There is no shortage of watches out there for the right hand part of our wonderful watch loving community but sometimes for the lefties out there the search is a bit more challenging. These timepieces are perhaps not always designed with the left hand user in mind but instead with the intention of extra watch protection. These pieces are few and far between and today we look at the five best pieces in this category.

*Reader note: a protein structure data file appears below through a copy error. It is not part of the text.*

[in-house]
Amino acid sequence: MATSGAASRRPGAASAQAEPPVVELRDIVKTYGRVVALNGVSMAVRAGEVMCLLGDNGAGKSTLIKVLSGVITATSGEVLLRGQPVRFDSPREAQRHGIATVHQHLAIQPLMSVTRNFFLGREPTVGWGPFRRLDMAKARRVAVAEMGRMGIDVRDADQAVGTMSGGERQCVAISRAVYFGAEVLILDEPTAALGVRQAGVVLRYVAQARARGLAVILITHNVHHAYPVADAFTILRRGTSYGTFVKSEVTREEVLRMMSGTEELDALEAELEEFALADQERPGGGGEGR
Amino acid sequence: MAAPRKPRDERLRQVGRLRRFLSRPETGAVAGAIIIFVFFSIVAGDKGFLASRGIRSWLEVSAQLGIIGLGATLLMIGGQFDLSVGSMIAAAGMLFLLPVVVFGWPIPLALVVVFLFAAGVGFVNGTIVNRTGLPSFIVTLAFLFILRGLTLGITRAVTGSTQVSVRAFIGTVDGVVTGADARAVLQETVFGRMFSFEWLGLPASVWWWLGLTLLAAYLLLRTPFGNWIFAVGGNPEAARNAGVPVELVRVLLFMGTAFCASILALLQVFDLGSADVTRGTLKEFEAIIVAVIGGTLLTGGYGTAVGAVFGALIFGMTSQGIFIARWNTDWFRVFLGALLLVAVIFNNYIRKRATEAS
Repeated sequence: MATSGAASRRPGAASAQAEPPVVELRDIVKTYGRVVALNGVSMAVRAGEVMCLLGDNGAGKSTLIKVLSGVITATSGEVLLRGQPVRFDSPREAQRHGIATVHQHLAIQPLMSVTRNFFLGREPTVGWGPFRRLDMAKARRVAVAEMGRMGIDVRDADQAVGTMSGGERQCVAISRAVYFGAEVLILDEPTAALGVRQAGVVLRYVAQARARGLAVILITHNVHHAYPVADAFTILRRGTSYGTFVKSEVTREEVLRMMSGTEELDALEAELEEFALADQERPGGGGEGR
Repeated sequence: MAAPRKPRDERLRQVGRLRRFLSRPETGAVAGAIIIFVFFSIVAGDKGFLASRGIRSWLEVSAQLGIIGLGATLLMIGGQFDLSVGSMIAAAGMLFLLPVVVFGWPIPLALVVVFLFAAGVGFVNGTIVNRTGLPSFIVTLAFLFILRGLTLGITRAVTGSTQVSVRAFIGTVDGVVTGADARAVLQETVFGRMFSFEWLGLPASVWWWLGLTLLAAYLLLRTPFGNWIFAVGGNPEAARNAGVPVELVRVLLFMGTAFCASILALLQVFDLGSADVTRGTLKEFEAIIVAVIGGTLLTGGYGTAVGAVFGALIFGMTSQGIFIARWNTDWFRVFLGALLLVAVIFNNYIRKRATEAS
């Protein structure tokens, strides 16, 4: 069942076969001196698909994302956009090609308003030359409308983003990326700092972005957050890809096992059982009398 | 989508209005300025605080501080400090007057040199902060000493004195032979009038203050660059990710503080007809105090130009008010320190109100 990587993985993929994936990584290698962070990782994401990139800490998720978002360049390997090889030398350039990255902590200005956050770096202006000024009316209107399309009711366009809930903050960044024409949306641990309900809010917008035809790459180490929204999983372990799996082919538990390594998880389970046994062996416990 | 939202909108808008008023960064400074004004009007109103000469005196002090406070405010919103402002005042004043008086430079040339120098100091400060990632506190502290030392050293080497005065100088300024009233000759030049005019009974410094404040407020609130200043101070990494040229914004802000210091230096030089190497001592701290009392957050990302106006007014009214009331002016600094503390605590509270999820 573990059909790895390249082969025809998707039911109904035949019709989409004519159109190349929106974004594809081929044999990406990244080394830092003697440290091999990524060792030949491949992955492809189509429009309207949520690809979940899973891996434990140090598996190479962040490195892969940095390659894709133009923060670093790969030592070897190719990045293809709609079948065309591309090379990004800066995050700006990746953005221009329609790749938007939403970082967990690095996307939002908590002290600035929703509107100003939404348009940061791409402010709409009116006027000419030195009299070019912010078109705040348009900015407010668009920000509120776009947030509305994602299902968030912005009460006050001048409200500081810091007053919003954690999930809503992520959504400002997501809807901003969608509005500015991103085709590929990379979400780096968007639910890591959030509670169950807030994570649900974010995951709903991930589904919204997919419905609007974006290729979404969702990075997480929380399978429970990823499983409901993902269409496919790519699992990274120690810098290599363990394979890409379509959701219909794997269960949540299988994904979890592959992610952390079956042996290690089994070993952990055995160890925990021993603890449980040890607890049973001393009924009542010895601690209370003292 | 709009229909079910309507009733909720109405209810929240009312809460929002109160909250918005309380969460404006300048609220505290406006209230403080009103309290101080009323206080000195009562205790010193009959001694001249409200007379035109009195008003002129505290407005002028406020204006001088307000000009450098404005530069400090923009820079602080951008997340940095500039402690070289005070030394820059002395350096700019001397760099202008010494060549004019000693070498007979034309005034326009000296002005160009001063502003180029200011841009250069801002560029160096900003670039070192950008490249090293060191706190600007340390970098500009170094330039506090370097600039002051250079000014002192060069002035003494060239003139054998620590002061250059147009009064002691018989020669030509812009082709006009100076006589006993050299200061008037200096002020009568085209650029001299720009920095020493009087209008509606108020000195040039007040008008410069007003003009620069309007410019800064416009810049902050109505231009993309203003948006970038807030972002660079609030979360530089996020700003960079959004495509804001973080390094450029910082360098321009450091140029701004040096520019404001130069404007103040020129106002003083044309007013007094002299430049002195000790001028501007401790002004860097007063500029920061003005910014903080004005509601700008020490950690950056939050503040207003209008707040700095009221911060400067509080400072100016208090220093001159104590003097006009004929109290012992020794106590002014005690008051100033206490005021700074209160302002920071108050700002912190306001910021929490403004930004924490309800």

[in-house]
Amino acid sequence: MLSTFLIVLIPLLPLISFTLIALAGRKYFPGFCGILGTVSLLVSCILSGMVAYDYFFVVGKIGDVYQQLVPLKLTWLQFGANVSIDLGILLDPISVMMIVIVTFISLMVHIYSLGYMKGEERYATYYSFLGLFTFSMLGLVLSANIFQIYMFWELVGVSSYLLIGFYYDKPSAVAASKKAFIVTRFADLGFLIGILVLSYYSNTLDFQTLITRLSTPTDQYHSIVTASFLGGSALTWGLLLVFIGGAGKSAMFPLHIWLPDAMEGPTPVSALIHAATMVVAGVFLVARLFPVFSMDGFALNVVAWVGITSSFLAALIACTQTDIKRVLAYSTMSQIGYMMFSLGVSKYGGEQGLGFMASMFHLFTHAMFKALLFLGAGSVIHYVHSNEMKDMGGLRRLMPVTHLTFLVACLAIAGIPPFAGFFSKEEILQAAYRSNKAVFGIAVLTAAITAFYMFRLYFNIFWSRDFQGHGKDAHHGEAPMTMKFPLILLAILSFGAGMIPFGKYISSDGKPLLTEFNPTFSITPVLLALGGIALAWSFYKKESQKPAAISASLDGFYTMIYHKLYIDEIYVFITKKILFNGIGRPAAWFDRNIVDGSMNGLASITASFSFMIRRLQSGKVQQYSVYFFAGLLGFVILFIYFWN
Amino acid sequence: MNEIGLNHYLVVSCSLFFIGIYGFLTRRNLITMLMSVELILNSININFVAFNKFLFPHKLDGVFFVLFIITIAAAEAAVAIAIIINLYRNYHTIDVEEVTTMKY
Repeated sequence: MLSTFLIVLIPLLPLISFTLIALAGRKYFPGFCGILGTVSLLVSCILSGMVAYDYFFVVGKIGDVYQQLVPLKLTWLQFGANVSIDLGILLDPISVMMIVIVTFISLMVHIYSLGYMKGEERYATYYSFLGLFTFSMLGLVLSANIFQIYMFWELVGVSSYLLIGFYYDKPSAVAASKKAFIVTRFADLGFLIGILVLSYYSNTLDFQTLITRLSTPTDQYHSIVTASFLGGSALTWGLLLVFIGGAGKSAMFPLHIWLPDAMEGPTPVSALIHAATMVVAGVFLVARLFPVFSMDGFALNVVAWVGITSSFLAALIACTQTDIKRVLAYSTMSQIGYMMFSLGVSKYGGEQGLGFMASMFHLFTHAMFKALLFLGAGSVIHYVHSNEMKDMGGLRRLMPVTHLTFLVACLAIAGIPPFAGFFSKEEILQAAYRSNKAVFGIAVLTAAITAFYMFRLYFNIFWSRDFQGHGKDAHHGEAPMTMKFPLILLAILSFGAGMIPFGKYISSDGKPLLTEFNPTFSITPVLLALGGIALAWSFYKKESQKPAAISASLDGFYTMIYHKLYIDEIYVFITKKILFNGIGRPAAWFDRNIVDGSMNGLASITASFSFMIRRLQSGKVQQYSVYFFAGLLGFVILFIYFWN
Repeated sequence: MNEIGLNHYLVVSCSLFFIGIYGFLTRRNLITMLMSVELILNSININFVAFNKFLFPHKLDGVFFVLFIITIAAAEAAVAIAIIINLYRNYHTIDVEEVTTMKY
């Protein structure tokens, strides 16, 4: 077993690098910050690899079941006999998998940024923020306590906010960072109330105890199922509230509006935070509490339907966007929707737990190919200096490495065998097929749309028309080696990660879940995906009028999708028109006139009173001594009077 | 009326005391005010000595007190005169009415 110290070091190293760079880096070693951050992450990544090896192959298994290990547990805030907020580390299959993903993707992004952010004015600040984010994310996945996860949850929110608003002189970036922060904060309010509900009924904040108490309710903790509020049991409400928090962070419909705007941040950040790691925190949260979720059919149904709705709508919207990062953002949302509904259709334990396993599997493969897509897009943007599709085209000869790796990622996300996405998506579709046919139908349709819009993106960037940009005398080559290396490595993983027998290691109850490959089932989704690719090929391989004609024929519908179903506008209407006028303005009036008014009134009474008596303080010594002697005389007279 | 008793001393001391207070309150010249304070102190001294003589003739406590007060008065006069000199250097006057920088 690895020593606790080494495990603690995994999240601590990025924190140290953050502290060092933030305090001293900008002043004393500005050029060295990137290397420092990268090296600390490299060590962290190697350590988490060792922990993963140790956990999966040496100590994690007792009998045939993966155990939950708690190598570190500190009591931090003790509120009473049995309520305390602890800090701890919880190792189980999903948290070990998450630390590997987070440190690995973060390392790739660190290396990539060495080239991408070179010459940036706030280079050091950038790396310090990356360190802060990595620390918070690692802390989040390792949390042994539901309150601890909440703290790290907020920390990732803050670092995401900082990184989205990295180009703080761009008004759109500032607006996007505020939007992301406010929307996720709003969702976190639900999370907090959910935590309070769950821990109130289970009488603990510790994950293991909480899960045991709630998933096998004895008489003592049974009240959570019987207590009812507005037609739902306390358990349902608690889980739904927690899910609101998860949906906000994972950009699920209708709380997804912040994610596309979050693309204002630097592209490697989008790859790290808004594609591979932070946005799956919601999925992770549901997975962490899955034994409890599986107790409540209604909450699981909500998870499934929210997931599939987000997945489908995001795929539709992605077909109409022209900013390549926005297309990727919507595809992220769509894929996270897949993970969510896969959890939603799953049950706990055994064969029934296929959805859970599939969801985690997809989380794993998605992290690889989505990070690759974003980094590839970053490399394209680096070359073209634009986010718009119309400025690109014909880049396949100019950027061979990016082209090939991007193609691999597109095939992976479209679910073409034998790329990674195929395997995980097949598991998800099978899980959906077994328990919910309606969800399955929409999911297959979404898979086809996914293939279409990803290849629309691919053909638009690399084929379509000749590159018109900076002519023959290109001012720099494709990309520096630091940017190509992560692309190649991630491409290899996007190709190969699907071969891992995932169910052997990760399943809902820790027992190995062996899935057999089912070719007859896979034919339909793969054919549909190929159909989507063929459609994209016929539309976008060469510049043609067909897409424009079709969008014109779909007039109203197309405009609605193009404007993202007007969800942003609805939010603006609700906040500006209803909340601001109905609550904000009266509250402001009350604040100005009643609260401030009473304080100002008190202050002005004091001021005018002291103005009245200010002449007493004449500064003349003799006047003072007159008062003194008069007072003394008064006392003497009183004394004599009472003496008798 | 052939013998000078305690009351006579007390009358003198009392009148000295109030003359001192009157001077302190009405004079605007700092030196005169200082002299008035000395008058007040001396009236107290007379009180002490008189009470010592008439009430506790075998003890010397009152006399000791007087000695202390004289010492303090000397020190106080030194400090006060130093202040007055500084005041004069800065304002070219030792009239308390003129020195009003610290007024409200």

The Sinn pilot is an undecorated, rugged pilot’s watch. The matte black dial is plain and decorated only with the Sinn logo at the top and the Ar print at the bottom. The minute watch hand is syringe style with the hour hand more closely resembling a sword hand. The date window is placed between the 3 o’clock and 4 o’clock. The Ar stamp refers to the dehumidifying technology that keeps the piece from fogging up to maintain pristine visibility. There is also strong magnetic field protection to keep the piece as accurate as possible regardless of varying degrees of magnetism. The bezel has a ratcheting functionality and a countdown timer function counting from 60 downwards. There is a sapphire crystal placed on the top of this piece which comes together with the rest to make this piece pressure resistant to 20 bar. The case is bead blasted and the back is screwed down to give this left handed pilot watch a water resistant rating of 200m. The case back is also nickel-free which assists in avoiding possible allergies or skin irritations. At 41mm the Sinn is a perfect fit to most wrists and the black leather strap gives it a classic look. The favourite ETA 2824-2 mechanical movement is powering this piece. There are 25 jewels and it runs at 28,800 vph making this piece adept at keeping accurate time, roughly to about +6 seconds per day.